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Boat Design Features to Meet Various Paddling Conditions

 Components of hull design:  Assumed general knowledge kayak of nomenclature.

 Length-  Refers to the overall length of the kayak from bow to stern, which may be different than the length of the waterline.  The longer the water line a kayak has the more efficient it will be.  A long water line also helps a kayak to track (paddle in a straight line) better.

Width-  Refers to the measured distance of the kayak at its widest point.  Wider kayaks are more stable but tend to be less efficient.  A narrow kayak will be less stable but be more efficient through the water.  (Stability in this case refers to initial stability, how stable a boat is sitting flat on the water)

Depth- Is the measured distance from the lowest point in the hull up to the deck.  Deeper kayaks will accommodate larger paddlers and make it easier to fit more gear.  A deeper boat will also have more sail area or area above the surface of the water causing it to be more heavily influenced by wind and waves than a boat with a lower profile or decreased depth would be. A shallower kayak is built with Medium and Small stuture paddlers in mind.  You may also choose to paddle a low volume boat if you are tackling more dynamic paddling environments like those found in the coastal zone.  The lower volume

Rocker-is the measure of the curvature of a kayaks hull from bow to stern. A kayak with a lot of rocker will rock from front to back, like a rocking chair. This allows for greater manuverability (turning) because the bow and stern have less resistance against the water. However this prevents the kayak from tracking well (going in a straight line). A kayak with no rocker (straight hull) will track very well, as the bow and stern have much resistance in the water. This of course will prevent easy turning. Kayaks with mild rocker are somewhere in-between.

Chine- There are several types of chine when is comes to designing a kayak.  Chine refers to the shape of the side of the kayak as how it applies to secondary stability or when the boat is on edge.  There are three types: Soft, Hard and multichine.  Lean a hard-chine kayak over far enough, and the chine will start to function as a keel. However, since the chine is curved, the boat starts to carve a turn. You get some benefit from leaning a multi-chine kayak while turning. In a hard-chine boat this effect is more pronounced and felt at a lower angle of heel (in other words, even when leaning less) than in a multi-chine boat.  Soft Chine indicates a smooth curved transition from side to bottom, giving the kayak a more cylindrical shape thus increasing speed. Soft chine kayaks tend to have greater secondary stability and lesser primary stability.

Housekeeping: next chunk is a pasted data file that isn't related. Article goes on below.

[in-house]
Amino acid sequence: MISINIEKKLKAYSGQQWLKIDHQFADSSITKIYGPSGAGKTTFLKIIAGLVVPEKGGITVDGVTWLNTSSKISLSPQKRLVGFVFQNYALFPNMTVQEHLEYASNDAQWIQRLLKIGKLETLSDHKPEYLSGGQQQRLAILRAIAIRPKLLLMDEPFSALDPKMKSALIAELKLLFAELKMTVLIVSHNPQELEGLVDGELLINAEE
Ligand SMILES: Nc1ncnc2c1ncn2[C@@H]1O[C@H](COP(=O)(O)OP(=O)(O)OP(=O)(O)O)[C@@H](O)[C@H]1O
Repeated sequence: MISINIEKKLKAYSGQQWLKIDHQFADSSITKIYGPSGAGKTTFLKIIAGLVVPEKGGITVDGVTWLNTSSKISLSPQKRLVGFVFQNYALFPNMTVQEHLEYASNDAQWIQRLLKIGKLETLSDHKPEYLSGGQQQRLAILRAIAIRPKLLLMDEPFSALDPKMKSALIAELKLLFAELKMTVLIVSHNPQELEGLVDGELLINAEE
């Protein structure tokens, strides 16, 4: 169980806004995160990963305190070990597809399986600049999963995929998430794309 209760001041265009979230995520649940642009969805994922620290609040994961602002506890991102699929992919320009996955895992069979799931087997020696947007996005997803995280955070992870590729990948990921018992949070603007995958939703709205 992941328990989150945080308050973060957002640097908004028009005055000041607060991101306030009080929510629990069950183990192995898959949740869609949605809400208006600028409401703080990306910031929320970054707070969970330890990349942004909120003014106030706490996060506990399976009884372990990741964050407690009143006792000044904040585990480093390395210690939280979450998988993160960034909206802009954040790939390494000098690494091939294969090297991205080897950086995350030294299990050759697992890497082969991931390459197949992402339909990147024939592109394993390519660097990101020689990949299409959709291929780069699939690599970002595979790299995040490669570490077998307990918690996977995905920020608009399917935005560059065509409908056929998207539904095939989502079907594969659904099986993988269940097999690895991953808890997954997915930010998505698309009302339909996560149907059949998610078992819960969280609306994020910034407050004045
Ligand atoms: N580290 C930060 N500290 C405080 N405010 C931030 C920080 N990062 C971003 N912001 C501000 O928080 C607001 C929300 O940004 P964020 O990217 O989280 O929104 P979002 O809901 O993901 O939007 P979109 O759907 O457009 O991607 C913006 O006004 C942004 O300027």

A Keel Strip is a ridge running the length of the hull, or most of it, providing directional stability, keeping the kayak on a straight path. Sometimes this is found as a long indention, or a reverse keel.

 Rudder-  A device placed on the stern f the kayak to aid in maneuverability and tracking especially when paddling in wind and waves. 

 Advantages-  Make controlling a kayak (Especially over 18ft) much easier.  Can be used in concert with edging to enhance maneuverability.

Disadvantages-  Can be relied on to heavily and hinder development of skill.  Creates more surface above the water when considering windage and breaking waves.  Has “squish in the foot pedals”

Skeg-  Is a small fin that protrudes from the stern of the kayak under water that can be partially raised or lowered depending on conditions.

Advantages-  Aids the boat in tracking, set it and forget it.  Clears the back deck.  Decreases “squish in foot pedals”

Disadvantages-  Less maneuverable than the rudder.  Skeg box or house can fill with debris and foul the mechanism.  The skeg box takes up a fair bit of room in the rear hatch.

 Fishform-is a term to describe an asymmetrical hull shape that has stern with less volume (narrow) than the bow with greater volume (wide). This will allow the bow to ride over the swell and waves, improving surf zone performance.

Swedeform- is a term to describe an asymmetrical hull shape that has stern with greater volume (wide) than the bow with less volume (narrow). Sometimes this is coupled with a longer bow section, and a cockpit placed further aft. This will increase speed and tracking while decreasing maneuverability. A narrow bow will cut or spear through the swell and waves.

Examples

Inland Expedition-  Long and narrow with a low amount of rocker.  The depth of the boat can be moderate to high to increase capacity.  Soft chine for increased speed.

Coastal Expedition- Not quite as long and narrow as its inland cousin this boat will also have more rocker to combat rougher sea states and make it more nimble.  The volume will decrease slightly to take away excess surface area above the water line.  Usually soft chine for added speed. 

Coastal Play (surf)-  This boat will be shorter than the expediditon class boats.  There will be and very high amount of rocker and a very low depth to the boat.  The more performance oriented in the class will have hard chine while others may have multi or soft chine.